Source of book image: online version of the WSJ review quoted and cited below.
(p. A11) The rise in U.S. health-care costs, to nearly 18% of GDP today from around 6% of GDP in 1965, has alarmed journalists, inspired policy wonks and left patients struggling to find empathy in a system that tends to view them as “a vessel for billing codes,” as the technologist Dave Chase has put it.
Enter Jonathan Bush, dyslexic entrepreneur, . . .
. . .
. . . , Mr. Bush touts technology as a driver of change. It has revolutionized the way we shop for books and select hotels, but health-care delivery has been stubbornly resistant. Mr. Bush notes that the number of people supporting each doctor has climbed to 16 today from 10 in 1990–half of whom, currently, are administrators handling the mounting paperwork. Astonishingly, as Mr. Bush observes, the government had to pay doctors billions of dollars, via the 2009 HITECH Act, to incentivize them to upgrade from paper to computers. Meanwhile, fast-food chains discovered computers on their own, because the market demanded it.
. . .
Let entrepreneurs loose on these challenges, Mr. Bush believes, and they will come up with solutions.
Mr. Bush identifies three major obstacles to the kinds of change he has in mind. First, large hospital systems leverage their market position to charge hefty premiums for basic services, then use the proceeds to buy more regional hospitals and local practices. “As big ones take over the small,” Mr. Bush laments, “prices shoot up. Choices vanish.” Second, government regulations, especially state laws, favor powerful incumbents, shielding “imaging centers and hospitals from competition.” Third, heath care suffers from a risk-avoidant culture. The maxim “do no harm,” Mr. Bush says, should not be an excuse for clinging to a flawed status quo.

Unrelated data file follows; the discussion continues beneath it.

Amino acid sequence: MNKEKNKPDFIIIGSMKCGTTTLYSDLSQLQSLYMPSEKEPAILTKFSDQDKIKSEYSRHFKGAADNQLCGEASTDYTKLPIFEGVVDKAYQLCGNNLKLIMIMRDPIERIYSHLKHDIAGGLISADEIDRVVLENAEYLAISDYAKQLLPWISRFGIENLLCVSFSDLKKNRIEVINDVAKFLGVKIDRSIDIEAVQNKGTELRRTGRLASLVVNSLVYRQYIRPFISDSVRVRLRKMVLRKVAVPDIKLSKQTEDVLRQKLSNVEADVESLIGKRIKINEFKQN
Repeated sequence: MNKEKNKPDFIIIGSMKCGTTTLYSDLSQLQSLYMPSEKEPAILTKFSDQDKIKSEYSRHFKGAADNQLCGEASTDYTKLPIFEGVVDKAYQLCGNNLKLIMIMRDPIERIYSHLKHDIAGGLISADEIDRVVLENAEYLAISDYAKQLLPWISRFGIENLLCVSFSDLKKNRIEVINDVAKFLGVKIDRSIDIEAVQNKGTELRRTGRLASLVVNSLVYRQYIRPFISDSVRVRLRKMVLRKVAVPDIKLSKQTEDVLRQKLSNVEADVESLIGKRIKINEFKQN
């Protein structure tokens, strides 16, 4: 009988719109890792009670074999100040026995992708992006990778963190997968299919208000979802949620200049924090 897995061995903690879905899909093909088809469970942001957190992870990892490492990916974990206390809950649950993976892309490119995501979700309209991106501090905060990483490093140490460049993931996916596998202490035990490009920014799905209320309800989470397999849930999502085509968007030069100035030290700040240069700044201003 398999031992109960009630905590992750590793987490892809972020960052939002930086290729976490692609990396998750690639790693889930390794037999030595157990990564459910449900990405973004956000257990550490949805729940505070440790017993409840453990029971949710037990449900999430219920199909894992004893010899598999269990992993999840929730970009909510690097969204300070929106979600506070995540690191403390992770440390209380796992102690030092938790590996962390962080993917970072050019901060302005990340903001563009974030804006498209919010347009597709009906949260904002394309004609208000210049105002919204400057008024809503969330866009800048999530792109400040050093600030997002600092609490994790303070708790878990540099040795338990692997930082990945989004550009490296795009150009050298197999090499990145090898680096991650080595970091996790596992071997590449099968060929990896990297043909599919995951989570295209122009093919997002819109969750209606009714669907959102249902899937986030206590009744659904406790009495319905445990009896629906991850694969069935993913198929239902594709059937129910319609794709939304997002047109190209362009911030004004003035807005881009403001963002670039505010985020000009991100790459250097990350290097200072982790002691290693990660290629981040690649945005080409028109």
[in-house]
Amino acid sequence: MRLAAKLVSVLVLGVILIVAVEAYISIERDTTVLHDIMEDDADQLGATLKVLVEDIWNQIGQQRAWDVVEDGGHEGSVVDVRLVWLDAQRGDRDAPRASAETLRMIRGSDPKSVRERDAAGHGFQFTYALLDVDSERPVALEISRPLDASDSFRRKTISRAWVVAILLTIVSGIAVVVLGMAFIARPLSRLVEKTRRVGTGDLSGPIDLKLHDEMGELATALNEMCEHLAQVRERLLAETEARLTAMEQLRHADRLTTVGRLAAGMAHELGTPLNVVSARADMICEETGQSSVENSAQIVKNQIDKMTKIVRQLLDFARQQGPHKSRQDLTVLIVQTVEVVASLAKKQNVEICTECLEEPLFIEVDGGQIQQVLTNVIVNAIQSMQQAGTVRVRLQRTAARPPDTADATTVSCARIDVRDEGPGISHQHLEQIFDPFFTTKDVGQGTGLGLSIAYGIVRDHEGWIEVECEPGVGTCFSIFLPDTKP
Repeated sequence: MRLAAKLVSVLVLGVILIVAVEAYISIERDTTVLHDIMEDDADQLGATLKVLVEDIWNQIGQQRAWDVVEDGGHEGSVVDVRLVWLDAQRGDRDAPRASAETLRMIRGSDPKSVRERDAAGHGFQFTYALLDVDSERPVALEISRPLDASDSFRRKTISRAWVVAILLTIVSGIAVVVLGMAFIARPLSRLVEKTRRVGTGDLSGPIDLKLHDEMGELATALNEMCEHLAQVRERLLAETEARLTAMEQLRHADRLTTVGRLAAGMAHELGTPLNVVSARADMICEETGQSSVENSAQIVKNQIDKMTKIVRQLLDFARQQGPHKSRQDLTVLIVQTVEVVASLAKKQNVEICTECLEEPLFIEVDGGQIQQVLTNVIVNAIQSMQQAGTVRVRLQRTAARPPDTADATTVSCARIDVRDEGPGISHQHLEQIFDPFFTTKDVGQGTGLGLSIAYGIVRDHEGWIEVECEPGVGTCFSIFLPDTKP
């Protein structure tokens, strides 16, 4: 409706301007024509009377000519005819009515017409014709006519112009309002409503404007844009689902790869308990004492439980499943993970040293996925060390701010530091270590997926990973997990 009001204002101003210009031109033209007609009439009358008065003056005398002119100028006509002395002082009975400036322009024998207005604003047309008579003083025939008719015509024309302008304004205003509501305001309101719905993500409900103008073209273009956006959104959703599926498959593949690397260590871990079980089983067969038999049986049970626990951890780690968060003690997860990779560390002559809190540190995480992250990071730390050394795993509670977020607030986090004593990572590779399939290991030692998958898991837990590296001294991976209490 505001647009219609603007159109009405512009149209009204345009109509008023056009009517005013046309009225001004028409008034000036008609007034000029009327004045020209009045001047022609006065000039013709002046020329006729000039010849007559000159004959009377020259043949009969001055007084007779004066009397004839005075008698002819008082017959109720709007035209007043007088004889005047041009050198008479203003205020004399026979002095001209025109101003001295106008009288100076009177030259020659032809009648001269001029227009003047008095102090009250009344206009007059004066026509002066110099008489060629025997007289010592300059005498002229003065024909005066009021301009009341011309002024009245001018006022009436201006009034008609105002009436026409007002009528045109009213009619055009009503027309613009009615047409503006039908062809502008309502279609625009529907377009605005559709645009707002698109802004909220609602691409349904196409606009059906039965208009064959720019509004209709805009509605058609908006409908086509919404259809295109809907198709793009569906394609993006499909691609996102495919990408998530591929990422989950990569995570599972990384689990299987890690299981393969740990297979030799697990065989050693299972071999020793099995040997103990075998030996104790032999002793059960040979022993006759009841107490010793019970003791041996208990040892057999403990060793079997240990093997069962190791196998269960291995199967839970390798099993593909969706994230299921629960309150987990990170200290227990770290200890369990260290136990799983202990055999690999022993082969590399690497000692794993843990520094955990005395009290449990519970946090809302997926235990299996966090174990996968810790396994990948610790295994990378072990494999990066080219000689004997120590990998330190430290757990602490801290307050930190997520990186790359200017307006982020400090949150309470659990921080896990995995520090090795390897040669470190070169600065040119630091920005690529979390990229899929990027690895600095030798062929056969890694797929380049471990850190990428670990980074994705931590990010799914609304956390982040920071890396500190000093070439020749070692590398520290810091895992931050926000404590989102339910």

For the full review, see:
David A. Shaywitz. “BOOKSHELF; A System Still in Need of Repair; Routine medical services can be done for less cost–one of many obvious realities that current health-care practices studiously ignore.” The Wall Street Journal (Mon., May 19, 2014): A11.
(Note: ellipses added.)
(Note: the online version of the review has the date May 18, 2014, and has the title “BOOKSHELF; Book Review: ‘Where Does It Hurt?’ by Jonathan Bush; Routine medical services can be done for less cost–one of many obvious realities that current health-care practices studiously ignore.”)
The book under review is:
Bush, Jonathan, and Stephen Baker. Where Does It Hurt?: An Entrepreneur’s Guide to Fixing Health Care. New York: Portfolio, 2014.